Oh, I love to sit a-gyzing on the boundless blue horizing
When the scorching sun is blyzing down on sands and sea!
And to watch the busy figgers of the happy little diggers,
Or to listen to the niggers when they choose to come to me.
There you have it in Mr. Anstey's «idyllic» verse 5. Only no one can ever sit« a-gyzing » in romantic solitude. Not even in Santa Lucia in Naples have I seen people herded so close together, and living an outdoor life with such unembarrassed frankness. Rows upon rows, groups upon groups, of men and women sprawl on low steamer-chairs, open-mouthed and snoring without shame. Lovers lie in each other's arms prone upon the sand—the disconcerting spectacle 'Any and 'Arriet always present in their hour of courtship. Family parties sit within neatly dug-out inclosures, mothers with the week's mending, fathers with their pipes. And children by the dozen, by the hundred, by the thousand, barelegged, frocks and knickerbockers rolled well up into little bathing-drawers, are digging and paddling and building; while in a space apart, marked by a gay red flag, poor little pale-faced cripples are hobbling about in the sand, a show for the pennies of the compassionate. And down into this mess of people, too stupefied by sunlight and sea air to seek amusement, come the same beloved negro minstrels who turn up at Epsom and Henley and Hammersmith, and at chance London street-corners on a Saturday afternoon. But they are ten times more gorgeous at Margate: faces shinier, coats and trousers gaudier, sashes wider, buttonhole bouquets huger, hats jauntier, some in tights, some in flannels, with bones, tambourine, and banjo all complete. And a wide space is made for them hours beforehand, and the audience collects, first a circle of children low on the sands; then circle after circle of the steamer-chairs; then people standing behind the chairs, and more people on the Embankment. For the late-comer there is no getting near enough to hear a joke or a song. And when finally the morning's heroes arrive, they bring another audience with them—men, women, and children dogging their every step through the streets, patiently waiting outside every public-house where it pleases them to stop. Talk of the success of a Patti or a Melba: it is nothing to that of the minstrels at Margate!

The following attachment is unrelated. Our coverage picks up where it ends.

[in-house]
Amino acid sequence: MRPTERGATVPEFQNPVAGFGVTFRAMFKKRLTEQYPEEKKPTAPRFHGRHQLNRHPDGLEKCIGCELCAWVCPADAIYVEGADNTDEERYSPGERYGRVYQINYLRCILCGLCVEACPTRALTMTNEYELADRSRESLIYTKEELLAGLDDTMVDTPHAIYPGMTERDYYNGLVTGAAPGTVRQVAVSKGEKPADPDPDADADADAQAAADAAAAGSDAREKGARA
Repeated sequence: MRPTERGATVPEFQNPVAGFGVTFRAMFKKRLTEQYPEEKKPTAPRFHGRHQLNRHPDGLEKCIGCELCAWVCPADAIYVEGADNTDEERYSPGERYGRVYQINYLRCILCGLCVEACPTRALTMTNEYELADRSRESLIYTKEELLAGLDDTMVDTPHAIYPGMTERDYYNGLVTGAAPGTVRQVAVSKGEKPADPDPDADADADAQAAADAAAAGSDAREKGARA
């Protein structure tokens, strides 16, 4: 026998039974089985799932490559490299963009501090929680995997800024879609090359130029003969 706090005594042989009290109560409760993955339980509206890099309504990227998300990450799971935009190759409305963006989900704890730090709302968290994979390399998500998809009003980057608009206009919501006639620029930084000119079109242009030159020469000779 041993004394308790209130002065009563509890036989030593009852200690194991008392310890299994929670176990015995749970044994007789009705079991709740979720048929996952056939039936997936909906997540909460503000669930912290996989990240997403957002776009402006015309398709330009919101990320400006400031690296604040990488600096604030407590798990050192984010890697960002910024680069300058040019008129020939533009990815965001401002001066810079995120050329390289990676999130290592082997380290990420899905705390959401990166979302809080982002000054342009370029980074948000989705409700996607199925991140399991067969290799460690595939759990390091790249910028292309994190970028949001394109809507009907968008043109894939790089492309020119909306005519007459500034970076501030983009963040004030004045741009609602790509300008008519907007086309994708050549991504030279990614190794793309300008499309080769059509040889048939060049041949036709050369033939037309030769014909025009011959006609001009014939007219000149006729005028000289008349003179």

And down, too, on the beach come the seedy German bands, and the unblackened strolling singers, and the men with pianos and concertinas and cornets and harmoniums, and the preachers, and the photographers. And down, too, comes the Punch-and-Judy man, but not the summer I was at Margate; for Mr. Brown, who had the monopoly, was ill, —so I learned upon inquiry,— and not another Punch of such irreproachable morals was to be found in all England. The fact is, though you would not believe it, the police have a strict eye upon the program of the beach performance.
This is the scene presented by Margate sands every day, and every hour of the day, during the season—serenely domestic at moments, boisterously hilarious at others, especially when a big excursion is let loose upon the place. Then you have the courting that is done by blows and thumps; then you see 'Arry and 'Arriet exchanging hats; then you have horse-play bedlam; and mounted police show themselves in the near streets, and magistrates, the next morning, are officially shocked by the conduct of the «savages» from London.
It is true there is a more elegant end to the sea-front, partly for invalids whose doctors prescribe Margate air, which has the name of being the purest and most bracing in England, the number of Bath chairs proving medical compulsion. There is no promiscuous herding here. Groups take their books and work and gossip into railed-off spaces, with a haughty assumption of the privacy that costs a penny. The very amusements are distinctly genteel: archery, lawntennis, and a lightning draftsman making portraits in a tent while you wait; and as the shore has risen into cliffs, bathers are discreetly screened from public gaze, and the narrow sands are as decorous as in that picture of «Pegwell Bay,» by Dyce, in the National Gallery 6 —a picture of a shingly beach, and two or three lone figures, in the absurd costumes of the fifties, gathering shells in polite isolation.